Caring is a universal language
Knoxville volunteer Marv House cuts ribbon on one of the five houses.
Tamil movie music—fast, loud and syncopated, with lots of shouts and claps—is the soundtrack for building. A troop of local youth volunteers sang on the bus all the way to the site. After working all day, they still had enough energy to belt out a few numbers on the ferry ride to the rock monuments that mark land’s end here at the tip of India.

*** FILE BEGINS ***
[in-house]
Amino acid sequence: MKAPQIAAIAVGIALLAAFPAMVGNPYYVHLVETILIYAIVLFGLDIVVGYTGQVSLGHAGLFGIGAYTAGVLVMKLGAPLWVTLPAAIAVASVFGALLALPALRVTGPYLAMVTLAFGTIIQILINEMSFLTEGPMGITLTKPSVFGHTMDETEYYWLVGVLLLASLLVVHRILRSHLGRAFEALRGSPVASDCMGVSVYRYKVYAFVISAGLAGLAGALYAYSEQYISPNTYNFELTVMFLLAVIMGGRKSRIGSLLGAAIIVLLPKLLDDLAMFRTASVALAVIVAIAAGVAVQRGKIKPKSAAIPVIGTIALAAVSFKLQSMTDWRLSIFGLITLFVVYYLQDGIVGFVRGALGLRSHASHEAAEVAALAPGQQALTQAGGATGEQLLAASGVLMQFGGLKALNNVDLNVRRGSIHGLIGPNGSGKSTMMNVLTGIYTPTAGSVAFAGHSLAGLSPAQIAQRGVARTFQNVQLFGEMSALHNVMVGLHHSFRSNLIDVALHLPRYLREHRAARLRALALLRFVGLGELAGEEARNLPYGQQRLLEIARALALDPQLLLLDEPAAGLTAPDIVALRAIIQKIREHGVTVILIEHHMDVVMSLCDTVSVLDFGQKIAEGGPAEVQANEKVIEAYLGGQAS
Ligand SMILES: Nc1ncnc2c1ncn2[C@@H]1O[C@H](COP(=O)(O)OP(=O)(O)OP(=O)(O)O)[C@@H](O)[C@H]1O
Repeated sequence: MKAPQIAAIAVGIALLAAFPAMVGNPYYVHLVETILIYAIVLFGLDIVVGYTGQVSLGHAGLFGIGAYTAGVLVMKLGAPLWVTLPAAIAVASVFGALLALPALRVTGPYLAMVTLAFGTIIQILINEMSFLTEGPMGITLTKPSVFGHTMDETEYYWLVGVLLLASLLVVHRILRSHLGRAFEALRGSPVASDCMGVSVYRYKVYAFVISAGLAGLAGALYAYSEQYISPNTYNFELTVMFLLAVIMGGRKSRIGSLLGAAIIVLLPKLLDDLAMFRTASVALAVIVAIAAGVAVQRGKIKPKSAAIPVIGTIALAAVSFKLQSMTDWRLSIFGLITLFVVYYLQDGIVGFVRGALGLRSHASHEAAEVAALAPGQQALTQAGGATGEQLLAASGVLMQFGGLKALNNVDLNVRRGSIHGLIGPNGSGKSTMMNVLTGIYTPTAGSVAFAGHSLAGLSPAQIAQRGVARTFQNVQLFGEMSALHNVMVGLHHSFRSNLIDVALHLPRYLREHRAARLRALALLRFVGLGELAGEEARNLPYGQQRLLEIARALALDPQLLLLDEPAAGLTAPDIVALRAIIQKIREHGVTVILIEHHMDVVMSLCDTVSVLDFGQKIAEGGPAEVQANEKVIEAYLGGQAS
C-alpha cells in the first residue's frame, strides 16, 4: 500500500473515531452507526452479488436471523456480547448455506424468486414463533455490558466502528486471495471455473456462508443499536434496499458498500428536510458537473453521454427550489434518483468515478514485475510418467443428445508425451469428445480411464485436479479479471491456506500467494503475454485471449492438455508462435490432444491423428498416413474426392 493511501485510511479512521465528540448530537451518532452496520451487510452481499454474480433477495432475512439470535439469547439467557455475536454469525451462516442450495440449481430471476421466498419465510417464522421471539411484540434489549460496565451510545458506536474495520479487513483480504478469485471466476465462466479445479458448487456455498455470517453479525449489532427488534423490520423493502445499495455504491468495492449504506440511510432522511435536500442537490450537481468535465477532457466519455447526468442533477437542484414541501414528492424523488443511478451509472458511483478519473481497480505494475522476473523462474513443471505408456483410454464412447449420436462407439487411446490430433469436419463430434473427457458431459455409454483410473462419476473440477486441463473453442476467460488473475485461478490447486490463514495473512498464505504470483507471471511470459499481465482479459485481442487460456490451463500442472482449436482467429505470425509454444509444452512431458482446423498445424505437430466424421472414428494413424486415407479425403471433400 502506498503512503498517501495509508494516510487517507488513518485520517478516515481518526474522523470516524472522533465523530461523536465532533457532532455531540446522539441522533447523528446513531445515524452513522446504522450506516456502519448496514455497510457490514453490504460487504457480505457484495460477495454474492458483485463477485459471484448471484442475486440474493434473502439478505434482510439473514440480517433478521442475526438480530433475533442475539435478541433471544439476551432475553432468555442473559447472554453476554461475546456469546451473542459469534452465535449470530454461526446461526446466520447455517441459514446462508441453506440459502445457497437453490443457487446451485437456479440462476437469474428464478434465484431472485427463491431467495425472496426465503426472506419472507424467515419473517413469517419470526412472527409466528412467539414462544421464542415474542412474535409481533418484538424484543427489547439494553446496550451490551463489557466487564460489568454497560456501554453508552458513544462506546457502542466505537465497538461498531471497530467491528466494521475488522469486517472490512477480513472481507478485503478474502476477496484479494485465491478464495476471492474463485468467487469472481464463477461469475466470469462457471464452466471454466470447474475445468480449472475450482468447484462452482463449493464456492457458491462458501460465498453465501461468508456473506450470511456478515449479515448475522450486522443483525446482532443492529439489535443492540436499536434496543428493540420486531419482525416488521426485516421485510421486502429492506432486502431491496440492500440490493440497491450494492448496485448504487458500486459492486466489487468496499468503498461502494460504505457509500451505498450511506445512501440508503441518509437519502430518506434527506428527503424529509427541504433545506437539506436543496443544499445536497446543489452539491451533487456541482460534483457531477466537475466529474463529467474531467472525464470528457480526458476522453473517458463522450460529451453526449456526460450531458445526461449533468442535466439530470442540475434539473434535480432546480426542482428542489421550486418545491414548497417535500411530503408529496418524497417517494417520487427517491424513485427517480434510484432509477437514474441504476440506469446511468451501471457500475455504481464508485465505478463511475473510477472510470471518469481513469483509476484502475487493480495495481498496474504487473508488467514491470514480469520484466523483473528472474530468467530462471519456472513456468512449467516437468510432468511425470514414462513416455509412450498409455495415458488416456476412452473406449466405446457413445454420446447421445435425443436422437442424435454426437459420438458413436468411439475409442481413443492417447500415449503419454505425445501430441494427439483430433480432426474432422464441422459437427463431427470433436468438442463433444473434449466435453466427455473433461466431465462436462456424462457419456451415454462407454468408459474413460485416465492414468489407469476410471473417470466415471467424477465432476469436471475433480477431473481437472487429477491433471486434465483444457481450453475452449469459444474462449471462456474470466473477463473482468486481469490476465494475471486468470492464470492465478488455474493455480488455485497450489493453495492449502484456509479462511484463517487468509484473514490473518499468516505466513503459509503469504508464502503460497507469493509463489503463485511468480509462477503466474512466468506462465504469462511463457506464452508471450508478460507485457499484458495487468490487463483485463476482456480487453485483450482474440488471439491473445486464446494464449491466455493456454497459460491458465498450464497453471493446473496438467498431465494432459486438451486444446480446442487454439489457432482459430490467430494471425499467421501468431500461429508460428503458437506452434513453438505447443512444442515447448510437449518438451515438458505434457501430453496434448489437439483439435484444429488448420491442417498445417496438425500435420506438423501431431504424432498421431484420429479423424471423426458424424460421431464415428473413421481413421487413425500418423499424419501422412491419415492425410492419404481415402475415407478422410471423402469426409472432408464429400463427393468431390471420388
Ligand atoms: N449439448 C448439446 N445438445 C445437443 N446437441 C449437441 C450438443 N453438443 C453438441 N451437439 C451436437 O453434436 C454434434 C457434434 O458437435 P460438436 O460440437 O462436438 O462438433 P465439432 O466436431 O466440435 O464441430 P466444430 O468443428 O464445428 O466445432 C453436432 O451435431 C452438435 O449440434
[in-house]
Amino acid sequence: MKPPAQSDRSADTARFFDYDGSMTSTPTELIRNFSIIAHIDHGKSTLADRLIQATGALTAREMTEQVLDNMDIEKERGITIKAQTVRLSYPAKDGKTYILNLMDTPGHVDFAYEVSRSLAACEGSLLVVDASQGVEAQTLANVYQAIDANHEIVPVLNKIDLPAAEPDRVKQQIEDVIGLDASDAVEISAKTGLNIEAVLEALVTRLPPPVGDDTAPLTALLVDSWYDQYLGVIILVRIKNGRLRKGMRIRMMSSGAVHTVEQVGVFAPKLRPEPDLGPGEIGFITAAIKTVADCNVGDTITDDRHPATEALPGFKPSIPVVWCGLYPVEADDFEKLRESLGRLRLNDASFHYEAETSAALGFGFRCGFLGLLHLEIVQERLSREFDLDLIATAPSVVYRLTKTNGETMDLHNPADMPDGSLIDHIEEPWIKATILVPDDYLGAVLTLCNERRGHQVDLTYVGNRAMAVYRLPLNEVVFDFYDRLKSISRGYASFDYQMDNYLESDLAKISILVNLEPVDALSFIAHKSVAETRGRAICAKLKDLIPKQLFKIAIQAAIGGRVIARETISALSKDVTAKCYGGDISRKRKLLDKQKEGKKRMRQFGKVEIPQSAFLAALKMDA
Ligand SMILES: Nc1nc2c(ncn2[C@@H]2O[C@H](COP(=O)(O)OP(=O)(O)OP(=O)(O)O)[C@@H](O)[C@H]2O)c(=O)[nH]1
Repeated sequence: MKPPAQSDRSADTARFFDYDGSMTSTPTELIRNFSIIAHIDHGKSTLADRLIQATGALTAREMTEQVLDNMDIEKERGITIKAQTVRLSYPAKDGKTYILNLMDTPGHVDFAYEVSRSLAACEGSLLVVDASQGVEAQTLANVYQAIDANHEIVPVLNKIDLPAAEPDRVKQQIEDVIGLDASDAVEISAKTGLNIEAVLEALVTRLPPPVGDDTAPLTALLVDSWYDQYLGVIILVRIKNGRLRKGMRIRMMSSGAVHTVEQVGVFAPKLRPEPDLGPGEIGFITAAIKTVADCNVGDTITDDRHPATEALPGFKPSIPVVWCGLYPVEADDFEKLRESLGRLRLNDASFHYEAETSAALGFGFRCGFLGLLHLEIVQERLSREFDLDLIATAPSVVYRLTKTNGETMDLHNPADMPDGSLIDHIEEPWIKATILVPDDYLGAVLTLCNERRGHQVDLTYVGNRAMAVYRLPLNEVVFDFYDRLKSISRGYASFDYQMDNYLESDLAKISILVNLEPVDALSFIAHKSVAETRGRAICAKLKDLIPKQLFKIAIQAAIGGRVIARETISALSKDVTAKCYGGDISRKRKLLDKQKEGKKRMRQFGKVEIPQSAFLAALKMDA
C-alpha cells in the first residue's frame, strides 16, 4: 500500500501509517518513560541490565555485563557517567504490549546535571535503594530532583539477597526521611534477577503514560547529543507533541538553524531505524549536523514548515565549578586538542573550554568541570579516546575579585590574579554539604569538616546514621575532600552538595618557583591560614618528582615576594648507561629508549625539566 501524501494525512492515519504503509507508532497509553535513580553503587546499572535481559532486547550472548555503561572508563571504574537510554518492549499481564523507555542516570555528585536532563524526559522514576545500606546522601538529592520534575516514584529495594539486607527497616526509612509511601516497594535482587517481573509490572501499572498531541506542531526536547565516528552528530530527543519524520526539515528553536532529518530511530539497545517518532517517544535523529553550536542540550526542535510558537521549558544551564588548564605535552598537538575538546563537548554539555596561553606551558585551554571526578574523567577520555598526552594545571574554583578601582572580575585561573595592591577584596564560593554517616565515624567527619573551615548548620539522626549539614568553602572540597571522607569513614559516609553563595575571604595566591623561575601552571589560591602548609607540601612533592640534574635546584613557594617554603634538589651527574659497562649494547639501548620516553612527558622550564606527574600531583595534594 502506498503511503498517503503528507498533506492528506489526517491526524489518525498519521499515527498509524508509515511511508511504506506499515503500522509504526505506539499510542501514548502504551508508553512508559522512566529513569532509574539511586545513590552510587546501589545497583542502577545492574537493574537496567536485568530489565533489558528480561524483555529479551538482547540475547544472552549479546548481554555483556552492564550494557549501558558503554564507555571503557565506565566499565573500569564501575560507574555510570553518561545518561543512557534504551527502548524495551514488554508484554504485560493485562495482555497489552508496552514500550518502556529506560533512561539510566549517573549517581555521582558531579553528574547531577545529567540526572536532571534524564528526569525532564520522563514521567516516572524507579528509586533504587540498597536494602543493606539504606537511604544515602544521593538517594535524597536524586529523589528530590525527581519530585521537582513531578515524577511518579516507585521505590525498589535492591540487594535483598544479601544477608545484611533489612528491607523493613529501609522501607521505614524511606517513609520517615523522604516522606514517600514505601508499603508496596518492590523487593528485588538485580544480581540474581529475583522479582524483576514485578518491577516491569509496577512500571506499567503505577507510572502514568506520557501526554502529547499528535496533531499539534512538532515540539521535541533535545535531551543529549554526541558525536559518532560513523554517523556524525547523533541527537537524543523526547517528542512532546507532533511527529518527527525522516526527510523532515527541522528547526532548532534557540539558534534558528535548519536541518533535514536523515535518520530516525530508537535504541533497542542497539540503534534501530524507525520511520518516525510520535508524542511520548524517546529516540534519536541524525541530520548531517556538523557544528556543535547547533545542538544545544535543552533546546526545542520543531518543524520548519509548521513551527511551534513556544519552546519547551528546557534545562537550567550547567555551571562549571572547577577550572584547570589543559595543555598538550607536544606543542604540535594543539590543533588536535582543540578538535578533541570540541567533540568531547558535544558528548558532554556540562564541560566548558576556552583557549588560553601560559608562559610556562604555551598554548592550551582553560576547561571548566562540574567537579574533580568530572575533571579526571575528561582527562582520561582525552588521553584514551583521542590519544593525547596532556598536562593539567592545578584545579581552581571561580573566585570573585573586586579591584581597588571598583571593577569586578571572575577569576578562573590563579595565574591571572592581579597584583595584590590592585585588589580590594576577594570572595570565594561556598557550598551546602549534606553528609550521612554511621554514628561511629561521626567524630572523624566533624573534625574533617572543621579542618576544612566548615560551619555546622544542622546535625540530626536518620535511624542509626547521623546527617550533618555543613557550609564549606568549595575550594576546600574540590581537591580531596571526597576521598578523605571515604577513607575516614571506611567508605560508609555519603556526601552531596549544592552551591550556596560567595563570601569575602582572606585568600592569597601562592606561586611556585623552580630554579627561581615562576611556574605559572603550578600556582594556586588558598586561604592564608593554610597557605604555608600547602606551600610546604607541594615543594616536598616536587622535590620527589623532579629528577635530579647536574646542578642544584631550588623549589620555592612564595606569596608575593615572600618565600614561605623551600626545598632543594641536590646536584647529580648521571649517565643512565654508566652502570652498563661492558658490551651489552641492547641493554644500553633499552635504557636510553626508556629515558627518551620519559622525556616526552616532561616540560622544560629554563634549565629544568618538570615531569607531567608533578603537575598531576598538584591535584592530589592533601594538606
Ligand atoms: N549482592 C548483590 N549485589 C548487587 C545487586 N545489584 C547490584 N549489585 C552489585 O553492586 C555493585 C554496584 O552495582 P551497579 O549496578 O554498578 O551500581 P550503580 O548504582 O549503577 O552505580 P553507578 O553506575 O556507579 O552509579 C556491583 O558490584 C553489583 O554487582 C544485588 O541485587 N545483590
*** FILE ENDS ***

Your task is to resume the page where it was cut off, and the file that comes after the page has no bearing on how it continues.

The team working on Antony’s house is encouraged now that the walls are high and the skilled workers are beginning to boss them around. Without a common language, they’ve discovered how much can be conveyed with smiles and gestures.
Knoxville volunteer Marvin House, who nearly missed the build because of visa delays, is an experienced builder, and he fit right in with the construction team. But the highlight of the day for him was the lunch break, when a little schoolgirl who had come home for lunch asked him to help her with her reading. She showed him her torn tablet with a few handwritten verses and together they traced the letters on the doorstep and read out loud.
Then it was back to bricks and mortar, plaster and paint. But this week in Kanyakumari is about so much more than houses.